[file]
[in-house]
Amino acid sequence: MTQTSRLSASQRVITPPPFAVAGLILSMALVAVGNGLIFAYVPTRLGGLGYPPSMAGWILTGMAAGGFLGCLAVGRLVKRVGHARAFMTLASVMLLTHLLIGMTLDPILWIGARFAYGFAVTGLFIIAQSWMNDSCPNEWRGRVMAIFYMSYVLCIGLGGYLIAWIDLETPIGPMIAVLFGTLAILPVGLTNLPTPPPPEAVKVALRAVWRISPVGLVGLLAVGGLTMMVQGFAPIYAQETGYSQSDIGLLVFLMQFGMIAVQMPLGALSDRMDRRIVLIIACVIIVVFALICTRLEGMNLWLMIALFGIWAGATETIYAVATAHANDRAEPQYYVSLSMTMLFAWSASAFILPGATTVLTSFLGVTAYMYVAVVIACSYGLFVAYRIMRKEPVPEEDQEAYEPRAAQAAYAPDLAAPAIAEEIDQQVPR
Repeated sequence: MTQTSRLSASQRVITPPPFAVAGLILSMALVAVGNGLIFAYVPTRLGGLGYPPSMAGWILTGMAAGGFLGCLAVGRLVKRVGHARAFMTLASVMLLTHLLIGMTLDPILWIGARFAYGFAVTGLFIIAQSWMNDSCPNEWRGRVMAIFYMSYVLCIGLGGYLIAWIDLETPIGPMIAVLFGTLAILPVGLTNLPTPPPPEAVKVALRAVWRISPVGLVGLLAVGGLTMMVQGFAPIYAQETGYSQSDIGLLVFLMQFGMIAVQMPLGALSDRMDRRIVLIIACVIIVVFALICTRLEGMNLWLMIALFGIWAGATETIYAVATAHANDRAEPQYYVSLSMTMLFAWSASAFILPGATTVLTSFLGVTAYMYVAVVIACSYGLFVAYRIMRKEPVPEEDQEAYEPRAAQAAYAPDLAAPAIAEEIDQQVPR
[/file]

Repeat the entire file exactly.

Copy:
[in-house]
Amino acid sequence: MTQTSRLSASQRVITPPPFAVAGLILSMALVAVGNGLIFAYVPTRLGGLGYPPSMAGWILTGMAAGGFLGCLAVGRLVKRVGHARAFMTLASVMLLTHLLIGMTLDPILWIGARFAYGFAVTGLFIIAQSWMNDSCPNEWRGRVMAIFYMSYVLCIGLGGYLIAWIDLETPIGPMIAVLFGTLAILPVGLTNLPTPPPPEAVKVALRAVWRISPVGLVGLLAVGGLTMMVQGFAPIYAQETGYSQSDIGLLVFLMQFGMIAVQMPLGALSDRMDRRIVLIIACVIIVVFALICTRLEGMNLWLMIALFGIWAGATETIYAVATAHANDRAEPQYYVSLSMTMLFAWSASAFILPGATTVLTSFLGVTAYMYVAVVIACSYGLFVAYRIMRKEPVPEEDQEAYEPRAAQAAYAPDLAAPAIAEEIDQQVPR
Repeated sequence: MTQTSRLSASQRVITPPPFAVAGLILSMALVAVGNGLIFAYVPTRLGGLGYPPSMAGWILTGMAAGGFLGCLAVGRLVKRVGHARAFMTLASVMLLTHLLIGMTLDPILWIGARFAYGFAVTGLFIIAQSWMNDSCPNEWRGRVMAIFYMSYVLCIGLGGYLIAWIDLETPIGPMIAVLFGTLAILPVGLTNLPTPPPPEAVKVALRAVWRISPVGLVGLLAVGGLTMMVQGFAPIYAQETGYSQSDIGLLVFLMQFGMIAVQMPLGALSDRMDRRIVLIIACVIIVVFALICTRLEGMNLWLMIALFGIWAGATETIYAVATAHANDRAEPQYYVSLSMTMLFAWSASAFILPGATTVLTSFLGVTAYMYVAVVIACSYGLFVAYRIMRKEPVPEEDQEAYEPRAAQAAYAPDLAAPAIAEEIDQQVPR